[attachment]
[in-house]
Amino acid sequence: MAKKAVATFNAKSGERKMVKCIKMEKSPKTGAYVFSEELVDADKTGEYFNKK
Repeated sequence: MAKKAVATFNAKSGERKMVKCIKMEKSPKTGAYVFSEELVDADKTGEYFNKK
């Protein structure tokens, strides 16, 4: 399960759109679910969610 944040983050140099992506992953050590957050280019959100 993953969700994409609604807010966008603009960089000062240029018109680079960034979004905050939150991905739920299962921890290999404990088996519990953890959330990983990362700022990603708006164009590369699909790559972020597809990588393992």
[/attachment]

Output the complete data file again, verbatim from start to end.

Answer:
[in-house]
Amino acid sequence: MAKKAVATFNAKSGERKMVKCIKMEKSPKTGAYVFSEELVDADKTGEYFNKK
Repeated sequence: MAKKAVATFNAKSGERKMVKCIKMEKSPKTGAYVFSEELVDADKTGEYFNKK
């Protein structure tokens, strides 16, 4: 399960759109679910969610 944040983050140099992506992953050590957050280019959100 993953969700994409609604807010966008603009960089000062240029018109680079960034979004905050939150991905739920299962921890290999404990088996519990953890959330990983990362700022990603708006164009590369699909790559972020597809990588393992």